START YOUR OWN BUSINESS
This option is the one I prefer, as seeing problems and possible solutions are not something I have troubles with :). Quite the opposite – there is rarely a day when I don’t have a new idea for a project. It is very easy to get distracted and excited about the next idea, so I have to force myself to just write new ideas down and focus on the current one. There is a great image that is super descriptive of my “problem”:
Even though you can see a lot of great ideas out there, I noticed that lots of entrepreneurs have a problem – How to find a good idea for a startup. The challenge here is that it is really hard to understand if the idea is good or bad until you start testing it. I have had many ideas that I was very excited about and thought they were great, but talking to potential customers and looking at the data “killed” a lot of them. And that is fine. So, now I just write down all of them on my Ideas list (I am using Wunderlist app for this purpose, but anything can work, even a piece of paper), and when the time for the next idea comes, I follow the lean startup methodology to “test” if this next idea is worth pursuing. I’ll explain this process later.
Business ideas sources I use:
- Personal observations
- “Listening” to what people say
This is probably my biggest source. As I already mentioned earlier, my mind is constantly “working” on noticing problems, annoyances, confusions, etc. and almost instantly thinking of how this can be improved or fixed. I think this comes from my UX design passion and the core principles of that “science”. By the way, UX design, and specifically User-Centred design approach is very similar to the Lean Startup methodology that I am covering on this website. Thinking about me 5 years ago, it feels that the skill of noticing problems around you can be developed. The more you think about what makes your life harder, the more of this you can start discovering. I think what was also helpful is some reading on User Experience, specifically Don Norman’s “Design of Everyday Things” (Buy on Amazon→). This book is a great showcase of product problems everywhere around us. I remember reading this book and thinking “This totally makes sense! This IS annoying“. Highly recommend this book to “open” your problem-seeing eye. Warning: I doubt you can “close” this eye after it is opened, so think twice before choosing the red pill =)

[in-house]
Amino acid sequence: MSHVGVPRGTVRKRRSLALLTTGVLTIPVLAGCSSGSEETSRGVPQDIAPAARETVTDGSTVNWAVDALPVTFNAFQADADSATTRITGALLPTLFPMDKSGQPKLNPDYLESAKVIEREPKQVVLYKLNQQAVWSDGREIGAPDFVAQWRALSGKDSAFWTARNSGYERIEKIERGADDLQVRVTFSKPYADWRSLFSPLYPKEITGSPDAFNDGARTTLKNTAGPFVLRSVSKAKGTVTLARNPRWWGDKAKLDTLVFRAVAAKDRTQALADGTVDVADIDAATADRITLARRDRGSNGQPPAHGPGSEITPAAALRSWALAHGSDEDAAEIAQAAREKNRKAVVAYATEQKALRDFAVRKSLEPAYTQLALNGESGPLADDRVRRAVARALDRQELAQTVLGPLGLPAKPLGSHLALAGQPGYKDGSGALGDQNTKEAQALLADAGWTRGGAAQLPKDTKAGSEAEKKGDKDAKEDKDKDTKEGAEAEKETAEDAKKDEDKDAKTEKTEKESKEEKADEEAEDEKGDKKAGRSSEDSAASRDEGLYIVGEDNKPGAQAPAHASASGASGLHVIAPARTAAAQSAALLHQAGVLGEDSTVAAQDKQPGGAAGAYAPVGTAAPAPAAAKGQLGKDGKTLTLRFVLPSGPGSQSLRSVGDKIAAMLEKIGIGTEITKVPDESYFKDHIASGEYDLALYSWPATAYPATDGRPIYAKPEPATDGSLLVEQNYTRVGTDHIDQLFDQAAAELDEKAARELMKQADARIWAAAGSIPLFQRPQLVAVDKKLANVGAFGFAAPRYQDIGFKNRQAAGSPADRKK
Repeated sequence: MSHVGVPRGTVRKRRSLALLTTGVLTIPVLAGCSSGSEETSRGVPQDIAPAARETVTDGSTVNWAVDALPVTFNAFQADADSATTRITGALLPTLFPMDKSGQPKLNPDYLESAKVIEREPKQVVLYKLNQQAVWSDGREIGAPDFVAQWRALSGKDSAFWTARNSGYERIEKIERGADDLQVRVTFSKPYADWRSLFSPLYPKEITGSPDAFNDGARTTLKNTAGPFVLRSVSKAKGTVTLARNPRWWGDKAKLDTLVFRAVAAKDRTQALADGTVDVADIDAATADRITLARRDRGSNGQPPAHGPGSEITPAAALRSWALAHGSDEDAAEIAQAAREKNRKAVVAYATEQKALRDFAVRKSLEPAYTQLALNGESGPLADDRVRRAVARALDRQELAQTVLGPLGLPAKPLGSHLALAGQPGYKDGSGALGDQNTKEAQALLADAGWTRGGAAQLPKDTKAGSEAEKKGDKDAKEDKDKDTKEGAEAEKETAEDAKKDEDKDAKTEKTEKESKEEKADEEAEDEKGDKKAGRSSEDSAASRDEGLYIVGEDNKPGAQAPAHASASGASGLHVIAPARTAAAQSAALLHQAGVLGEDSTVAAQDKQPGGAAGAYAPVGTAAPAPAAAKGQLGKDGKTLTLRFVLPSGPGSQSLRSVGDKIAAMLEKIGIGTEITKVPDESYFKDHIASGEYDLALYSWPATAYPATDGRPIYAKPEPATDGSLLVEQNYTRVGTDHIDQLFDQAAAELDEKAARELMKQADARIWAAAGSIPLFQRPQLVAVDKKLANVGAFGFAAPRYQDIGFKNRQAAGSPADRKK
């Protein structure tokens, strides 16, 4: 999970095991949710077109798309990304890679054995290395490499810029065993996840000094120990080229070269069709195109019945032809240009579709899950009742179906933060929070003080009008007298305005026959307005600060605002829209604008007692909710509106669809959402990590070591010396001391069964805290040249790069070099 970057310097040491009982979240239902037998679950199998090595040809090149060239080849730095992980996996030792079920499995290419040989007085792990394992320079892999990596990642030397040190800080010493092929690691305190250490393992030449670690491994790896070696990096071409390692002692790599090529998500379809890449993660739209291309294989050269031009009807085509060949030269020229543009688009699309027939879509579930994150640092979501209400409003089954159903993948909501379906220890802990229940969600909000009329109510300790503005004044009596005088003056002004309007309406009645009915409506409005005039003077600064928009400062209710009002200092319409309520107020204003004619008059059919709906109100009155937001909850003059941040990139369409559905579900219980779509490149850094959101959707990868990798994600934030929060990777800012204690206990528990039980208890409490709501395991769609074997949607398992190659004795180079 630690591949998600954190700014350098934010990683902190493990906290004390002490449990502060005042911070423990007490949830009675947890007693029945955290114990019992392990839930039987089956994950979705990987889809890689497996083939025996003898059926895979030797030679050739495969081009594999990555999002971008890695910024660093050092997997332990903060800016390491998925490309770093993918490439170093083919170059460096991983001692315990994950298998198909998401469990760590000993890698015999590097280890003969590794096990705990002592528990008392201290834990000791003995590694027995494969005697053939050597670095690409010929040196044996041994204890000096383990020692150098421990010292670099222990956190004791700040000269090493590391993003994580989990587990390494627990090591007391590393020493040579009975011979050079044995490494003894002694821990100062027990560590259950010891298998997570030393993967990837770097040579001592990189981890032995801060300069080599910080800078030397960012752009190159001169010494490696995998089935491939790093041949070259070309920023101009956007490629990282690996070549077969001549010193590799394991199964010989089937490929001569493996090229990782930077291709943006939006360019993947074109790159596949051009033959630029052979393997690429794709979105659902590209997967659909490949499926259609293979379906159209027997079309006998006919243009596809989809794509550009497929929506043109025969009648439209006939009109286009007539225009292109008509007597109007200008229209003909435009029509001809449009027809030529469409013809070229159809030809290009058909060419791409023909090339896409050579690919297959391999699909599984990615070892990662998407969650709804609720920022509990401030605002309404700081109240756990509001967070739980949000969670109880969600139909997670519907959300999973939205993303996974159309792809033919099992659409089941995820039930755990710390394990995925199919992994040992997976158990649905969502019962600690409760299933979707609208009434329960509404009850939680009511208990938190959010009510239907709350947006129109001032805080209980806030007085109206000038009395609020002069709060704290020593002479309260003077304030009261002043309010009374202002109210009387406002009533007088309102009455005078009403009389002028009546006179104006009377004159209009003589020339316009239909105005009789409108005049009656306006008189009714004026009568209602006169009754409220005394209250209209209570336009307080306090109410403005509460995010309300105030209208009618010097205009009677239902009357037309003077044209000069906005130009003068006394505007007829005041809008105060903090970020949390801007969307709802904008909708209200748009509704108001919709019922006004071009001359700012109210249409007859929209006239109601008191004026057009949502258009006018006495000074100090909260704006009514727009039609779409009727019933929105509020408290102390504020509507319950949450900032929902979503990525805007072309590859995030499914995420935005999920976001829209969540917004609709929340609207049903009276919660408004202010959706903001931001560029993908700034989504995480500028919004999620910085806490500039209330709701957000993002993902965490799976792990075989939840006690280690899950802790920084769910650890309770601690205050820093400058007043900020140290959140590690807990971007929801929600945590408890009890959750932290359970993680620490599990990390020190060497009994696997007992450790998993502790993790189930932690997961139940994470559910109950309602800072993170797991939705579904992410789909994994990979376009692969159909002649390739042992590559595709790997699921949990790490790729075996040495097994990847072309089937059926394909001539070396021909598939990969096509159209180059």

“Listening” to what people say
This one is huge and has multiple sub-sections which I may cover in a later post. To summarize, you should listen carefully to what people complain about and what annoys them. Sometimes, it won’t be literally speaking with them, but observing their frustrations and reaction to using other products. This skill also comes from the UX design and is similar to usability testing method where you observe how people use the product, which helps you discover what causes confusion, frustration and other symptoms of bad UX design. Some time ago I was lucky to work at a startup and my work involved talking to a lot of end-users and observing how they used our products in real-life. This was an amazing experience that allowed me to discover usability issues of our mobile and web apps, but more than that – hearing users’ pains and problems gave me ideas for new products and features. Asking the right questions is very important. I prefer very simple open-ended questions (e.g. “What is the biggest problem in running your company?”, “Describe me your typical day”). There is a potential trap that people will try to describe you a specific solution they need, but quite often this will be just a tip of the iceberg and the underlying problem will be different. Make sure you try to dig deeper and figure out the core of the problem. Recently, I was reading a great book “The Lean Startup” by Eric Ries (Buy on Amazon→) and he mentions the 5 Whys method that can help you to get to the core of the problem. Highly recommend this book. Being able to hear people’s problems without asking any questions is a skill I think can be developed, but will take some time.
Listening to podcasts about startups and other entrepreneurs is a fantastic “passive” way of thinking about new ideas. Usually, I use my commute time for this. Just listen to other entrepreneurs’ success and failure stories, hear their thought process, how they came up with their idea, what problems they had, etc. There are a ton of great podcasts; more and more people think that podcasts will replace blogs. I have tried 20 or 30 different podcasts, but my top 4 are:
- This Week in Startups by Jason Calacanis
- The Tim Ferris Show by Tim Ferris
- Startups For the Rest of Us by Rob Walling and Mike Taber
Similar to podcasts, but more in-depth. Reading the stories behind big names, their struggles and how they make decisions, very inspiring and sometimes very eye-opening. I will add another section on this website for books later. A few great books I read recently:
- “The Hard Thing About Hard Things” by Ben Horowitz (my best pick, so far, highly recommend!) (Buy on Amazon→).
- “The Lean Startup” by Eric Ries (Buy on Amazon→).
See best entrepreneur books in my Reading List section.
BUSINESS FOR SALE
Buying an existing business may be a good option if you want to skip the first few steps, which has its own pros and cons, and I will write about them later.
Read the next post to find out what to do next.